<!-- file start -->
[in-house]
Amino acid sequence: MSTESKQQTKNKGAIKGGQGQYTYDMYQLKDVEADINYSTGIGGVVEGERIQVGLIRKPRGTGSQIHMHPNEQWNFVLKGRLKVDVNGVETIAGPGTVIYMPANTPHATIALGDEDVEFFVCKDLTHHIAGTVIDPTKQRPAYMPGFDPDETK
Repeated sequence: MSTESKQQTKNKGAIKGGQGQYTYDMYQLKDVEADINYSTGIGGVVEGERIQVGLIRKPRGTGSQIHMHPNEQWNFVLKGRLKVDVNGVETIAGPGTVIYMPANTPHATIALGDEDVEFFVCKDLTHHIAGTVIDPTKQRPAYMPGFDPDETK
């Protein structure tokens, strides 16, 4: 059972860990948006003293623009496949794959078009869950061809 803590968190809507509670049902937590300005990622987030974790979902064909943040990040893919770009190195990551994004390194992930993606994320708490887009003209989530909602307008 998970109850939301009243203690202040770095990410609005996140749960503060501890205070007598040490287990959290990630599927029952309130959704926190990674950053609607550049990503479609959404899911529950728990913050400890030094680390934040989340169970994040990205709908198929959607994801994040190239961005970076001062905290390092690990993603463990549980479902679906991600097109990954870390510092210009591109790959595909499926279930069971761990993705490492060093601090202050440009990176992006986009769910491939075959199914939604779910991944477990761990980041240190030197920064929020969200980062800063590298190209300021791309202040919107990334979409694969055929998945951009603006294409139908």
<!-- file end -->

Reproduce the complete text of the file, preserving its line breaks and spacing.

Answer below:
[in-house]
Amino acid sequence: MSTESKQQTKNKGAIKGGQGQYTYDMYQLKDVEADINYSTGIGGVVEGERIQVGLIRKPRGTGSQIHMHPNEQWNFVLKGRLKVDVNGVETIAGPGTVIYMPANTPHATIALGDEDVEFFVCKDLTHHIAGTVIDPTKQRPAYMPGFDPDETK
Repeated sequence: MSTESKQQTKNKGAIKGGQGQYTYDMYQLKDVEADINYSTGIGGVVEGERIQVGLIRKPRGTGSQIHMHPNEQWNFVLKGRLKVDVNGVETIAGPGTVIYMPANTPHATIALGDEDVEFFVCKDLTHHIAGTVIDPTKQRPAYMPGFDPDETK
């Protein structure tokens, strides 16, 4: 059972860990948006003293623009496949794959078009869950061809 803590968190809507509670049902937590300005990622987030974790979902064909943040990040893919770009190195990551994004390194992930993606994320708490887009003209989530909602307008 998970109850939301009243203690202040770095990410609005996140749960503060501890205070007598040490287990959290990630599927029952309130959704926190990674950053609607550049990503479609959404899911529950728990913050400890030094680390934040989340169970994040990205709908198929959607994801994040190239961005970076001062905290390092690990993603463990549980479902679906991600097109990954870390510092210009591109790959595909499926279930069971761990993705490492060093601090202050440009990176992006986009769910491939075959199914939604779910991944477990761990980041240190030197920064929020969200980062800063590298190209300021791309202040919107990334979409694969055929998945951009603006294409139908």